COLLEGE PARK – Ronald Sorenson’s 30-foot rented recreational vehicle rests on a gravel pad at Cherry Hill Park in Maryland, its sides emblazoned with images of President-elect Barack Obama and Sorenson’s own poetry.
The one-time building contractor decided three weeks ago to make the three-day trip from Fort Lauderdale, Fla., spending $17,000 to decorate the RV (with the owner’s permission). He has been parked at the campground in College Park for a week awaiting the inauguration of the man he thinks will save the country.
It is supporters like Sorenson who are bringing an unexpected stimulus to Cherry Hill, which is now nearly booked during a month when business is typically dead.
The relatively inexpensive housing option is enlivening a usually moribund camping season at other parks near Washington, D.C., and creating a ripple effect that is putting money in the pockets of campgrounds and their employees.
“The day he came out to announce he was going to run . . . I said, ‘He’s the next president,'” said Sorenson, a registered Republican who voted twice for President Bush. “I just know he’s the right man.”
In a normal January, 10 recreational vehicles at most would be parked at Cherry Hill Park. But after Obama’s election, people began calling in reservations for the inauguration, said Mike Gurevich, the campground’s owner. Among the calls was one from California.
“For us to get people from California is not unusual,” Gurevich said. “For someone to drive cross-country for this particular event is probably a little unusual.”
So far, 280 of his 300 sites are reserved, Gurevich said, at $55 a day. To prepare, he and his staff have reopened water lines and bathrooms. The campground’s cafe, normally closed in January, will serve an Obama family chili recipe found on “Good Morning America’s” Web site.
Gurevich might also temporarily recall some of the employees laid off at the end of the campground’s summer season, when the park downsizes from 70 to 35 employees. His current staff is enjoying extra hours.
The inauguration’s impact is also visible in Cherry Hill’s main office. A full-body, cardboard cut-out of Obama stands by the front door, and a floor rack is flush with Obama T-shirts. Near the front desk, a set of shelves hold more Obama items, including autographed ink pens, mugs, buttons and lapel pins.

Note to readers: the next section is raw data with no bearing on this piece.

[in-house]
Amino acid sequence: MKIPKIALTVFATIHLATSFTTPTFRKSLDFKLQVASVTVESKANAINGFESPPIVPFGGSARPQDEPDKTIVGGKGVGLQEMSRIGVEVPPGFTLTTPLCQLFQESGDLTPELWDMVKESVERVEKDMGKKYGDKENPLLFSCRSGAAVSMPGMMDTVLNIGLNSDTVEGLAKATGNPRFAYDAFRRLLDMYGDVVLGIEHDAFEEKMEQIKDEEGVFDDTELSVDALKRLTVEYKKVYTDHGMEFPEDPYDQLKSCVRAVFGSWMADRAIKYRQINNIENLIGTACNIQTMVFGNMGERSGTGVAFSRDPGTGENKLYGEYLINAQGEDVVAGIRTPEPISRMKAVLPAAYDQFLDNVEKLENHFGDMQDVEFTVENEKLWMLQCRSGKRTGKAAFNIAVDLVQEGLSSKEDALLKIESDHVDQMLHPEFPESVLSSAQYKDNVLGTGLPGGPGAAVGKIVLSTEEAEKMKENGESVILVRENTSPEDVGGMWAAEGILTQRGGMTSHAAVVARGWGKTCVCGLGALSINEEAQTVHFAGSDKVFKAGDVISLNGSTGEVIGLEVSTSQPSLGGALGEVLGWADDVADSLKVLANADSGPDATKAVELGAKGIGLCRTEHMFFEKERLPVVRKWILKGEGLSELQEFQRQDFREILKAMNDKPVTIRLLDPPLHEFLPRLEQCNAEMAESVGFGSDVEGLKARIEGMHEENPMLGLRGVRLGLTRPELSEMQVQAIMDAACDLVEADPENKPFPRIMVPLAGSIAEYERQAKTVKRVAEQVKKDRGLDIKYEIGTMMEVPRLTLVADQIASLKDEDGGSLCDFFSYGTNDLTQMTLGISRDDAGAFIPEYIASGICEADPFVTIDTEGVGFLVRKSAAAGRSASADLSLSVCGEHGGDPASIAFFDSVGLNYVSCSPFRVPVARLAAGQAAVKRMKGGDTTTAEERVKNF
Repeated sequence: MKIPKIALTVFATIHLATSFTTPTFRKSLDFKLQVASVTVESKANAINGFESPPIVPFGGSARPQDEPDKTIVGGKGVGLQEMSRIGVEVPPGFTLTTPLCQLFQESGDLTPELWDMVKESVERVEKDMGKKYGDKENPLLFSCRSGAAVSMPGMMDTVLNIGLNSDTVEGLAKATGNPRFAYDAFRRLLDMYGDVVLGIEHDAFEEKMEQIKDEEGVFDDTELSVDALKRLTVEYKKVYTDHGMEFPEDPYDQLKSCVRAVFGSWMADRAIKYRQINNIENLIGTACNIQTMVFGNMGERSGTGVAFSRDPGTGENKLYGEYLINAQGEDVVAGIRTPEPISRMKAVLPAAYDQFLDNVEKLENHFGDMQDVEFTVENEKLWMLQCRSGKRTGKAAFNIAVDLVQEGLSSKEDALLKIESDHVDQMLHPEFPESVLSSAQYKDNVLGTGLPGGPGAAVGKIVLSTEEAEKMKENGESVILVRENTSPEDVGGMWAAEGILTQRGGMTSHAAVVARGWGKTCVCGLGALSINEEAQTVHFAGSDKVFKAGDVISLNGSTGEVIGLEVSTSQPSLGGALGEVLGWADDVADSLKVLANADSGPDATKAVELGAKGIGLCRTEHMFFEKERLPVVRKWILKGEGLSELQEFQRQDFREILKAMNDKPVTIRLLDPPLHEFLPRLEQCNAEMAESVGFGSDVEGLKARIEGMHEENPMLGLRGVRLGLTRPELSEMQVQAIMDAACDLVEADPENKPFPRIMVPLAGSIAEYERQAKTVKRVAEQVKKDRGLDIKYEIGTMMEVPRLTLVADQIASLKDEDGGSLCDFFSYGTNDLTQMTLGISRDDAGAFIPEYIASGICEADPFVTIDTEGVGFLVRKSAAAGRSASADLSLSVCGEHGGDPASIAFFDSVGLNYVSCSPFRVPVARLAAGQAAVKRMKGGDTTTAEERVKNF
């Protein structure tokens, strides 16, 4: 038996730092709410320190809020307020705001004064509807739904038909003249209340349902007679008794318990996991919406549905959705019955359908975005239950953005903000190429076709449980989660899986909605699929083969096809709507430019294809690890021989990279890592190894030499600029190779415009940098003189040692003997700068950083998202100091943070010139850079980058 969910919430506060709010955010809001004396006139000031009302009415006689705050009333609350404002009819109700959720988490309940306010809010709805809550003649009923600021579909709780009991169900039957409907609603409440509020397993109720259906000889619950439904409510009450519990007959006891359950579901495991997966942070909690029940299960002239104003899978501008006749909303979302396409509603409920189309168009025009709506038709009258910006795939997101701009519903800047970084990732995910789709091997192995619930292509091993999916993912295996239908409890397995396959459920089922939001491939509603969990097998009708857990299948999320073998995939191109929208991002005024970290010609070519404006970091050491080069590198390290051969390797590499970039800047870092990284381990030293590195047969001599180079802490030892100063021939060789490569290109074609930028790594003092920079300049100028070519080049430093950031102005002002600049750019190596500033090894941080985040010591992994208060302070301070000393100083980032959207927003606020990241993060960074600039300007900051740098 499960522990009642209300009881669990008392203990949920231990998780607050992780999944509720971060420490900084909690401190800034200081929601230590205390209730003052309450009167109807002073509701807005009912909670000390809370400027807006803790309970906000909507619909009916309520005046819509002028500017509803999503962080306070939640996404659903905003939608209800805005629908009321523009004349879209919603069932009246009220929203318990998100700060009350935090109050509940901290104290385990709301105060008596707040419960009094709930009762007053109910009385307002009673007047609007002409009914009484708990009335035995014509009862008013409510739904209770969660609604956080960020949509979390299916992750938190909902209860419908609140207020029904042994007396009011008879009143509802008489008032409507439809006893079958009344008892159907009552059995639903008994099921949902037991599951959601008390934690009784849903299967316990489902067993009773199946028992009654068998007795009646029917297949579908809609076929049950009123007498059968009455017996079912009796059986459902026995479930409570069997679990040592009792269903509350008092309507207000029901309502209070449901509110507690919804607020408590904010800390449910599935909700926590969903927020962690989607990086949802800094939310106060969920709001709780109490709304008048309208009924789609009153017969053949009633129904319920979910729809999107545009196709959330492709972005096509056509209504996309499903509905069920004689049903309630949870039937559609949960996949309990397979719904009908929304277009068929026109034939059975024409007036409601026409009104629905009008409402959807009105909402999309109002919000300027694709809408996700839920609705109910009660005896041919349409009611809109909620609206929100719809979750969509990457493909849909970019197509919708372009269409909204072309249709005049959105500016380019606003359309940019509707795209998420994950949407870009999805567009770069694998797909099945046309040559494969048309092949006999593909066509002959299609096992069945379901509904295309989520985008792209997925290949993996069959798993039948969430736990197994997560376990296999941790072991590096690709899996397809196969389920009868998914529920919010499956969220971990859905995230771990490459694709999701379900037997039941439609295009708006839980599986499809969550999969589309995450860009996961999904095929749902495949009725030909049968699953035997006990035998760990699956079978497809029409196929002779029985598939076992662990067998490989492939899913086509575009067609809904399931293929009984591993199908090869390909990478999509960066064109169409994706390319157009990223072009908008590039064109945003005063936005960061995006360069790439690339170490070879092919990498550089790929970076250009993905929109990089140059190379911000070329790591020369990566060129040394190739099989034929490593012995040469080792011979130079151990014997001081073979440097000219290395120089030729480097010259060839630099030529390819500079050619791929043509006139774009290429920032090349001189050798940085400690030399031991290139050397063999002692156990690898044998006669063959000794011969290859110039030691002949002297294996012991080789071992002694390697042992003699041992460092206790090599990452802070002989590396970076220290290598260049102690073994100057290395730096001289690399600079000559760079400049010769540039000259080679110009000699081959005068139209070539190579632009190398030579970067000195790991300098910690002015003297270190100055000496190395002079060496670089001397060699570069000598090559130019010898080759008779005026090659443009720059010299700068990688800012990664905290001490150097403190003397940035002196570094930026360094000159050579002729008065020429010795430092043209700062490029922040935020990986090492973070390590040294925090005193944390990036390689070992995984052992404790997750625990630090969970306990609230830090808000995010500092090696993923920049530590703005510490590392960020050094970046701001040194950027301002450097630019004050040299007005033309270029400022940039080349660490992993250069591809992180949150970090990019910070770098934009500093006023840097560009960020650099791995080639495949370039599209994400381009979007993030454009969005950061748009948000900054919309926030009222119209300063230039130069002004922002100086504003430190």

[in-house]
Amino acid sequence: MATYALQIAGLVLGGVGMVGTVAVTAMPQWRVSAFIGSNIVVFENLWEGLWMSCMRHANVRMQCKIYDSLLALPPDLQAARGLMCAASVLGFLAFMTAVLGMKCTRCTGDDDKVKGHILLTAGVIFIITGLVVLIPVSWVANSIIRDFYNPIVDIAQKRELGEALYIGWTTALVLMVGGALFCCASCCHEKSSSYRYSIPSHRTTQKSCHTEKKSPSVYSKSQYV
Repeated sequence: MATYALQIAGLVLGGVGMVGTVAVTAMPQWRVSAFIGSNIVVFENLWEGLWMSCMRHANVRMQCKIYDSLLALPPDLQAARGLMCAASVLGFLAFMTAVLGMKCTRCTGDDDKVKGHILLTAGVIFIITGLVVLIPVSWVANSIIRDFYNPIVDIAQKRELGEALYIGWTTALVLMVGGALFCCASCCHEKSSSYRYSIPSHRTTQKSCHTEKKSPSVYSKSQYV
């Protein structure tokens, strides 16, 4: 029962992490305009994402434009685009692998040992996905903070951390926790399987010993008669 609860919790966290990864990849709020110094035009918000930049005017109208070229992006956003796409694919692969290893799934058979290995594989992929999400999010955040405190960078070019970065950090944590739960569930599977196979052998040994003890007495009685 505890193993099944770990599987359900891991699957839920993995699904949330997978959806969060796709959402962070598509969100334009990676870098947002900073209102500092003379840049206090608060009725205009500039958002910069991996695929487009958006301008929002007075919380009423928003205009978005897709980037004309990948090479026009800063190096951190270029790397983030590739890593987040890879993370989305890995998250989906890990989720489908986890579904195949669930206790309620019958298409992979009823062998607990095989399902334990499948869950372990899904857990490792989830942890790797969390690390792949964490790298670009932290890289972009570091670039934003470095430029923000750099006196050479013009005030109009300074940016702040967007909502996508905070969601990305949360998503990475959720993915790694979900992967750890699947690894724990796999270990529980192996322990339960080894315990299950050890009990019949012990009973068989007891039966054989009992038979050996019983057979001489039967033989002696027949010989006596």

“This is great for the economy,” Gurevich said.
Jon Tancredi, a spokesman for the Recreation Vehicle Industry Association, said traveling by RV offers both convenience and fewer bills. In addition to saving on hotel costs, RV users save on airfare and restaurants.
“These RVs allow you to travel comfortably,” he said. “You’re not stuck waiting for delayed flights.”
About 50 minutes south of the District, Aquia Pines is also getting a boost from the inauguration. Located in Stafford, Va., only a few of its 55 sites are still available. Everett Lovell, Aquia’s owner, also said he started a waiting list for the two “rustic” cabins he keeps open during the winter.
Like Cherry Hill Park, Aquia began receiving calls the day after the election, Lovell said.
“I had at least eight people call and say we want all your cabins,” he said. “I had to tell them they were already booked.”
Lovell, who rents cabins for $54 a day and campsites for between $35 and $42, said he usually has some winter business, but has never been full or had a waiting list.
“The only time I’ve seen an influx for an event like this is when they used to have Grateful Dead concerts at RFK Stadium,” he said.
Inside Sorenson’s RV, two open laptops and paper coffee cups sit on a table. Sorenson and his girlfriend, Kathy Kafka, have been busy searching for inauguration tickets and e-mailing news organizations about the RV’s artwork.
A third of the driver’s side is covered with Obama’s portrait and Martin Luther King Jr. set against a blue background. Next to the image is a 19-line poem written by Sorenson. The poem is a tribute to Obama, peace and unity.
Sorenson, 51, said he began writing poetry last March. Diagnosed with Attention Deficit Disorder and able to sleep just 1 1/2 hours a night, he now has more than 300 poems, many written between 2 a.m. and 4 a.m.
Sorenson pulls out a framed copy of the same portrait of Obama and King that decorates the RV’s side. He said he wants to hand it to Obama personally, just like he handed a poem to the president-elect during a campaign stop last October in Miami.
With a son who fought in Afghanistan, Sorenson said he’s weary of war there and in Iraq. It was Obama’s focus and discipline that attracted him, he said.
“We need to stop fighting. Let’s figure out a new way,” he said. “That’s what I know he’s going to do.”